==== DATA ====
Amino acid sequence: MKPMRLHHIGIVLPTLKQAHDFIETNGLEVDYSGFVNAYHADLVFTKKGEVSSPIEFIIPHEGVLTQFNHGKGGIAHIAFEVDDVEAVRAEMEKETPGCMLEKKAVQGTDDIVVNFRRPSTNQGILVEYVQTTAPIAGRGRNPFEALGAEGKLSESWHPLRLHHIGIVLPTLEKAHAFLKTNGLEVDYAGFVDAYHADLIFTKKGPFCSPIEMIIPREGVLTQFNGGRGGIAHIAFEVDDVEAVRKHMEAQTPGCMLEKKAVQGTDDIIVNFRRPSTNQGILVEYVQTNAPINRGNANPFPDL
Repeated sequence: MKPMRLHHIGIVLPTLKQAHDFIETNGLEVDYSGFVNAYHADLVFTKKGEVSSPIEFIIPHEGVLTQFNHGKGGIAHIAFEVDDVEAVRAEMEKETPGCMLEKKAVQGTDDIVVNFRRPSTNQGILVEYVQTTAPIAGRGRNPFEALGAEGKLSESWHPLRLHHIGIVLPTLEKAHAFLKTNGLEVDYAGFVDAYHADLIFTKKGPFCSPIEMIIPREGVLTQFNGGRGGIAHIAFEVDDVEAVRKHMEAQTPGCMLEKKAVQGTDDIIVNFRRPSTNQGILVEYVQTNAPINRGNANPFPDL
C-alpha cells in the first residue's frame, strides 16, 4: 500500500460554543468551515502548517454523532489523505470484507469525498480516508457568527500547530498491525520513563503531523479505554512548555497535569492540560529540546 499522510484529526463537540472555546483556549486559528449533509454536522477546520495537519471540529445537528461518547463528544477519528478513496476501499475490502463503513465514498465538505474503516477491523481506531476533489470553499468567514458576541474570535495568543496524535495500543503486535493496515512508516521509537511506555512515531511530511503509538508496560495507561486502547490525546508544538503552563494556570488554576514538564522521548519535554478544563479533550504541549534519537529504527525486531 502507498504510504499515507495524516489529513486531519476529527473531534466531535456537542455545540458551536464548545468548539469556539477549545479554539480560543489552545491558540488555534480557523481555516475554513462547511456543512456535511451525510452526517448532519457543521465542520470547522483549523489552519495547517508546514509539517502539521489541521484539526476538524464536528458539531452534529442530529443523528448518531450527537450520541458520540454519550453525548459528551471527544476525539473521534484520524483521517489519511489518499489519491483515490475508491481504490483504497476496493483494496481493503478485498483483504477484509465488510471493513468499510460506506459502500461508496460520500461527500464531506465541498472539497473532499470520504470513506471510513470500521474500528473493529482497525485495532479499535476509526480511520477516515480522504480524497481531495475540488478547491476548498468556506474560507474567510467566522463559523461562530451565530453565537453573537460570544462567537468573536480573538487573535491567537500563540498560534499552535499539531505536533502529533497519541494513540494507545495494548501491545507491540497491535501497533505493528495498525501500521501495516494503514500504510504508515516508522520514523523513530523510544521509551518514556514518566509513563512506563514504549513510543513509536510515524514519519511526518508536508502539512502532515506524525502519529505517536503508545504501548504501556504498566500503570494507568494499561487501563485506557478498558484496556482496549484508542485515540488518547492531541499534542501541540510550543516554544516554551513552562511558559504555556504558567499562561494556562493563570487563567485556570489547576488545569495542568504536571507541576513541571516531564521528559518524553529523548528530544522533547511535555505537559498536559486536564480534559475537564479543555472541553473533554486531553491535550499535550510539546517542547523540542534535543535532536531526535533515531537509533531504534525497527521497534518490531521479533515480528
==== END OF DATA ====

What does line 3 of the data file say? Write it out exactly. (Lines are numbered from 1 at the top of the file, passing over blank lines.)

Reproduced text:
C-alpha cells in the first residue's frame, strides 16, 4: 500500500460554543468551515502548517454523532489523505470484507469525498480516508457568527500547530498491525520513563503531523479505554512548555497535569492540560529540546 499522510484529526463537540472555546483556549486559528449533509454536522477546520495537519471540529445537528461518547463528544477519528478513496476501499475490502463503513465514498465538505474503516477491523481506531476533489470553499468567514458576541474570535495568543496524535495500543503486535493496515512508516521509537511506555512515531511530511503509538508496560495507561486502547490525546508544538503552563494556570488554576514538564522521548519535554478544563479533550504541549534519537529504527525486531 502507498504510504499515507495524516489529513486531519476529527473531534466531535456537542455545540458551536464548545468548539469556539477549545479554539480560543489552545491558540488555534480557523481555516475554513462547511456543512456535511451525510452526517448532519457543521465542520470547522483549523489552519495547517508546514509539517502539521489541521484539526476538524464536528458539531452534529442530529443523528448518531450527537450520541458520540454519550453525548459528551471527544476525539473521534484520524483521517489519511489518499489519491483515490475508491481504490483504497476496493483494496481493503478485498483483504477484509465488510471493513468499510460506506459502500461508496460520500461527500464531506465541498472539497473532499470520504470513506471510513470500521474500528473493529482497525485495532479499535476509526480511520477516515480522504480524497481531495475540488478547491476548498468556506474560507474567510467566522463559523461562530451565530453565537453573537460570544462567537468573536480573538487573535491567537500563540498560534499552535499539531505536533502529533497519541494513540494507545495494548501491545507491540497491535501497533505493528495498525501500521501495516494503514500504510504508515516508522520514523523513530523510544521509551518514556514518566509513563512506563514504549513510543513509536510515524514519519511526518508536508502539512502532515506524525502519529505517536503508545504501548504501556504498566500503570494507568494499561487501563485506557478498558484496556482496549484508542485515540488518547492531541499534542501541540510550543516554544516554551513552562511558559504555556504558567499562561494556562493563570487563567485556570489547576488545569495542568504536571507541576513541571516531564521528559518524553529523548528530544522533547511535555505537559498536559486536564480534559475537564479543555472541553473533554486531553491535550499535550510539546517542547523540542534535543535532536531526535533515531537509533531504534525497527521497534518490531521479533515480528